If it’s not a workplace issue, but a solely personality-based one (ie ‘Oh God she only says shit things and then does this silly swallowing thing that makes me want to die’), then you have to alter your perception completely. Instead of thinking about how irritating they are, think about how sad it is that they’re irritating – and why they are the way they are. Basically, pity them. ‘I get people to write down the negative self talk and put a positive self talk in its place,’ says Beverley. ‘For example – she’s doing her best. It’s not her fault that she’s annoying, so maybe I could go for lunch with her and see it as a problem to be solved, rather than thinking how much you hate her and wishing she was more like you.’ It’s true – people also have weird tics when they’re nervous, so it’s worth getting to know them and you’ll probably find that they’re not as bad as you thought. Also, Beverely reckons you’ll feel way better: ‘The person isn’t making you feel anything, and the situation isn’t, it’s the way you view the situation. In effect, you’re just aggravating yourself – if you were more mindful, it’d go over your head you’d be perfectly chilled.’
Don't deal with the symptoms, focus on the cause
Putting headphones in, moving away from them, venting to other friends, all these things will help you in the moment – but they’re not going to solve the problem to the extent that you can hang around a sad pub for four hours the week before Christmas pretending to have loads of fun. You’ll go mad. ‘Practical things you can do to alleviate the problem is just dealing with the symptoms – it’s empowering to know the source is your own thoughts, and that you can live a calm, pleasant, happy life alongside all your annoying colleagues if you learn to stay in the here and now and control negative thoughts.’
Stay in the here and now
Definitely do not talk about it, or think about it, out of work hours. If you do, then suddenly the negative emotions start encroaching on your whole day until you're living and breathing a person you can’t stand. And that’s so not healthy. ‘If you lie in bed thinking, “I can’t believe they said that to me – what’s it going to be like tomorrow morning?” then pull yourself into the here and now. There is nobody in the room at that moment aggravating you, it's you aggravating yourself,’ Beverely says. ‘I can’t emphasise how important it is to try and change things rather than dwelling on them – concentrate on your own career, the job or the work that you love doing, and on finding friends elsewhere!’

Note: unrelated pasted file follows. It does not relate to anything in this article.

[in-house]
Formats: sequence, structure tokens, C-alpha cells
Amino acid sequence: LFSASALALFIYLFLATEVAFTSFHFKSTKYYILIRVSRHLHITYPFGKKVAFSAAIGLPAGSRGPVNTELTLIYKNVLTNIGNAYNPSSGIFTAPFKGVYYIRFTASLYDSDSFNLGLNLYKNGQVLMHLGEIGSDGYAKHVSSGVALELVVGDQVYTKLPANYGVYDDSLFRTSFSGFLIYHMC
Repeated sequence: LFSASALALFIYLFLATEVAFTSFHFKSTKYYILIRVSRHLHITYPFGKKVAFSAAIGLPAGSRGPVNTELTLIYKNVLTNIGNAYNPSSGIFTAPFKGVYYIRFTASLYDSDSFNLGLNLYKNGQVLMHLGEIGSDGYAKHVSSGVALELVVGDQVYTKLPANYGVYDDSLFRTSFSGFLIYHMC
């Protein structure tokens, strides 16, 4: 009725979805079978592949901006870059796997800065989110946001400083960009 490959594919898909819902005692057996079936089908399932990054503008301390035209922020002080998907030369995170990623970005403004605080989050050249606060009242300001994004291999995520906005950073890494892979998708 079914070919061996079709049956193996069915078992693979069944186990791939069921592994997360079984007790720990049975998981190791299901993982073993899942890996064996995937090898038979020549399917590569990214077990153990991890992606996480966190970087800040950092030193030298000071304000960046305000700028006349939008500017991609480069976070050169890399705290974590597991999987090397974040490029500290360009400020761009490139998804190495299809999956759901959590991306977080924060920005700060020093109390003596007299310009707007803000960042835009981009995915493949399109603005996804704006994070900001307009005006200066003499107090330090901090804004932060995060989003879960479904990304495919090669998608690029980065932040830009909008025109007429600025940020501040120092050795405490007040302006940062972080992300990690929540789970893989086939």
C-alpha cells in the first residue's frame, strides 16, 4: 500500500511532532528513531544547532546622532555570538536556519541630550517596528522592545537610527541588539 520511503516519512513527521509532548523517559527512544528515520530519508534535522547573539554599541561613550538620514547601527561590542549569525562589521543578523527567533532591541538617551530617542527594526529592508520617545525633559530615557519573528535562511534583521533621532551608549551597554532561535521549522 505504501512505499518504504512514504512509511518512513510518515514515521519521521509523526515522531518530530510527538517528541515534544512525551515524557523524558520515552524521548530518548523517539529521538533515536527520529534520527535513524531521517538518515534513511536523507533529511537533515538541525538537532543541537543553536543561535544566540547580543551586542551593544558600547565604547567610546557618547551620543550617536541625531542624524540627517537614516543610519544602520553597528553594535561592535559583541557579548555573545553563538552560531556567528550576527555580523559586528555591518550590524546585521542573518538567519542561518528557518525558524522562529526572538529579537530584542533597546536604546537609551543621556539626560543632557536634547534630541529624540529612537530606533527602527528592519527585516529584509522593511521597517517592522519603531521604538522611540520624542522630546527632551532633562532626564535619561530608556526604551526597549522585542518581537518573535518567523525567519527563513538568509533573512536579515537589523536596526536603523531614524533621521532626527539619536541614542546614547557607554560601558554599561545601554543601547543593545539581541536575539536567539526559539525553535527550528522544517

If it gets too much, go to the boss
If everyone’s being a prick to you, and you feel alone and unable to do your job properly, then go and speak to the higher powers. But don’t do it behind anyone’s back because that’s not going to work in your favour. ‘Ask the person leading it (we refer to these sorts of people as “opinion leaders”) and try and change the situation. If you can’t, then tell them you can’t work like this, and that you need to go to the boss to talk about it – but that you’re happy to go with them,’ Beverely suggests. ‘So it’s not behind their back. Explain that you’ve tried working with them, but it’s making you miserable. If they aren’t prepared to go with you, then they can’t accuse you of telling tales.’
Don't take it personally
If you hate your colleague because they’re being a bit pissy with you, then the worst thing you can do is take it to heart. ‘Don’t make assumptions and blame yourself before you check it out! Wait until an appropriate time and ask if they’re OK – they could say they’ve had an argument with their partner and it’s actually nothing to do,’ Beverely says. ‘Don’t feel frightened to put the issue on the table, because that’s the only way it will be resolved.’ Perhaps a good time to do this would be Christmas party – with a drink in hand, they’ll be more likely to chat about life stuff with you and you can figure out if their recent shittiness is to do with you, or to do with the fact that their dog died. Just an example.
Failing that, you could always get them really drunk and snog them. Then act so weirdly afterwards that they have no choice but to either change jobs, move departments, or move to Spain. Result.
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Illustrated by Marina Esmeraldo
At work? With your gran?
You might want to think about the fact you're about to read something that wouldn't exactly get a PG rating